September 6, 2023

Jennifer Holberg’s Nourishing Narratives: The Power of Story to Shape Our Faith

In this episode of the Reformed Journal Podcast, book review editor Deb Van Duinen interviews Jennifer Holberg, professor of English and department chair at Calvin University, co-director of Calvin's Center for Faith and Writing, and frequent writer for the Reformed Journal. Jennifer discusses her recently published book, Nourishing Narratives: The Power of Story to Shape Our Faith.
September 5, 2023

“Nominal APR as Call to Worship, or the Glorious Application of the Immutable Rule of 72 to the Words of the Prophet” by Bill Stadick

In this episode of the poetry edition, Rose Postma interviews Bill Stadick about his poem “Nominal APR as Call to Worship, or the Glorious Application of the Immutable Rule of 72 to the Words of the Prophet.” Bill has published poetry, fiction and creative nonfiction in The Christian Century, The Windhover, Relief Journal, The Ekphrastic Review, First Things and other publications. His poetry chapbook, Family Latin, is available from Finishing Line Press and selections of his work appear in two anthologies: In a Strange Land: Introducing Ten…
August 29, 2023

“Harlem Sunday” by Julie Moore

In this episode of the Poetry Edition, Rose Postma interviews Julie L. Moore about her poem “Harlem Sunday.” A Best of the Net and eight-time Pushcart Prize nominee, Julie is the author of four poetry collections, including, most recently, Full Worm Moon, which won a 2018 Woodrow Hall Top Shelf Award and received honorable mention for the Conference on Christianity and Literature's 2018 Book of the Year Award. Recent poetry has appeared in African American Review, Image, Quartet, Sojourners, SWWIM, Thimble, and Verse Daily. Learn…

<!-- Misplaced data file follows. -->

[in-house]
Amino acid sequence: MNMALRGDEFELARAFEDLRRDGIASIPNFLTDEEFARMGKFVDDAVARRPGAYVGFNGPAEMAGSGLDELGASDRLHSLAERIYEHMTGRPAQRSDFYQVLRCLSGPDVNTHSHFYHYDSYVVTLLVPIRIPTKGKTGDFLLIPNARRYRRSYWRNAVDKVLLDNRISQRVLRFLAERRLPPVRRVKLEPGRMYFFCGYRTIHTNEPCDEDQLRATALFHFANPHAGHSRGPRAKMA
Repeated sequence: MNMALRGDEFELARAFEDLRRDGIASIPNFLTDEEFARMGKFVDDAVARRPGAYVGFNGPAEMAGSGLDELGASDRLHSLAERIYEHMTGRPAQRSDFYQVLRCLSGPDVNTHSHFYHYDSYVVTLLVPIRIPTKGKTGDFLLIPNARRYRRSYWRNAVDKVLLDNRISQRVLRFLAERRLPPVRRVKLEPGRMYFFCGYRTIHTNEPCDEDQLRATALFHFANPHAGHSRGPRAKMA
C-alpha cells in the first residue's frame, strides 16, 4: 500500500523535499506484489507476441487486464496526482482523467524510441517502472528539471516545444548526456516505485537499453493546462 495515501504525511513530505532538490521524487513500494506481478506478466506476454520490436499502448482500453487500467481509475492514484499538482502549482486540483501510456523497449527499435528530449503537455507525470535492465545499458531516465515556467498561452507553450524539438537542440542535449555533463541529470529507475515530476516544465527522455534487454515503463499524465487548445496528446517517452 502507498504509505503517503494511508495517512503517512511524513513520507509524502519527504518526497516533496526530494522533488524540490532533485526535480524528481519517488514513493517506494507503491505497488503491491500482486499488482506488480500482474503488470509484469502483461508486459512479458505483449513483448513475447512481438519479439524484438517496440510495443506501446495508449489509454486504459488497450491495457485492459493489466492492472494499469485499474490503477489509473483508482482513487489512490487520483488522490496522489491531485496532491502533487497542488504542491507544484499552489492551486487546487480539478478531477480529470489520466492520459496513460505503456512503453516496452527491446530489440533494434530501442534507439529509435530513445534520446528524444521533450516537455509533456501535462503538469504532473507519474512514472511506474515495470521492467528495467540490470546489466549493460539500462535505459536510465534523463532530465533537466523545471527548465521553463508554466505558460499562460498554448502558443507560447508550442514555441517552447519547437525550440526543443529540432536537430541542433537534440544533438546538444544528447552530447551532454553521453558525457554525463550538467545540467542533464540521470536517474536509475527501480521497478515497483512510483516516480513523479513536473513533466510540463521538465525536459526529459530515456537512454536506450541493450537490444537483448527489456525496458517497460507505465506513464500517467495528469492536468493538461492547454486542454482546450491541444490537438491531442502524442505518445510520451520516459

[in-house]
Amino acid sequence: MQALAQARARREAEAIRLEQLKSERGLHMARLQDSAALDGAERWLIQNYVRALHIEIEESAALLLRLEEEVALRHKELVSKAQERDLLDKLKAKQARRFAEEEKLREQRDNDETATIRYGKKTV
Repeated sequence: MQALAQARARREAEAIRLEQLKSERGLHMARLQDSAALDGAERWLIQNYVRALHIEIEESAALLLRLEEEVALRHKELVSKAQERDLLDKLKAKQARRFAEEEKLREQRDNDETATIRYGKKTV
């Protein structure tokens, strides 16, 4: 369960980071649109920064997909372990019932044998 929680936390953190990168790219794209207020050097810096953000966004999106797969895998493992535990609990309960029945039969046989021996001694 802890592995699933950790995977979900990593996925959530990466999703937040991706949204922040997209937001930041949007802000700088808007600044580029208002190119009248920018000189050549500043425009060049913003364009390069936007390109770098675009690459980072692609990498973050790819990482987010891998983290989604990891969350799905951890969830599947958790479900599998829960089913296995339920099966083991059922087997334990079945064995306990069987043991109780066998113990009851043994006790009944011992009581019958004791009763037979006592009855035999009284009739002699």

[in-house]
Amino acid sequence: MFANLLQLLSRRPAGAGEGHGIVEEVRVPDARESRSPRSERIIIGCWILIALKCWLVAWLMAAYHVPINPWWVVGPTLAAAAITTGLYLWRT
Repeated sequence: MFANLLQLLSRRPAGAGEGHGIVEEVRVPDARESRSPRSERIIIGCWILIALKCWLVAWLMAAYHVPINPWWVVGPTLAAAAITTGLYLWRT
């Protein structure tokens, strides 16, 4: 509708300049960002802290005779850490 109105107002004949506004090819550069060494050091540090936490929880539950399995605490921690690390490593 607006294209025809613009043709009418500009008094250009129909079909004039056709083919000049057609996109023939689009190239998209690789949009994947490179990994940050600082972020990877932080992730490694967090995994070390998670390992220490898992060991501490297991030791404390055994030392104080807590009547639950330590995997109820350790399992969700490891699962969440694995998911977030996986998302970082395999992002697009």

August 22, 2023

“250th Anniversary: Newbury Congregational Church” by Sydney Lea

In this episode of the poetry edition, Rose Postma interviews Sydney Lea about his poem “250th Anniversary: Newbury Congregational Church.” Sydney was Poet Laureate of Vermont from 2011-2015. In 2021, He received Vermont’s highest artistic distinction, The Governor’s Award for Excellence in the Arts. In 2022, he published Seen from all Sides: Lyric and Everyday Life, a collection of newspaper columns on poetry, composed during Lea’s laureate tenure. He is the author of 16 collections of poetry and in early 2024, his…
August 15, 2023

“Nighthawk in Hand” by Ellis Purdie

In this episode of the poetry edition, Rose Postma interviews Ellis Purdie about his poem “Nighthawk in Hand.” Ellis earned a Master’s degree in Creative Writing at the University of Southern Mississippi. He now teaches at East Texas Baptist University. When he is not teaching, he is usually reading, working on his own creative writing, seeing films, or working with animals.
Around the Web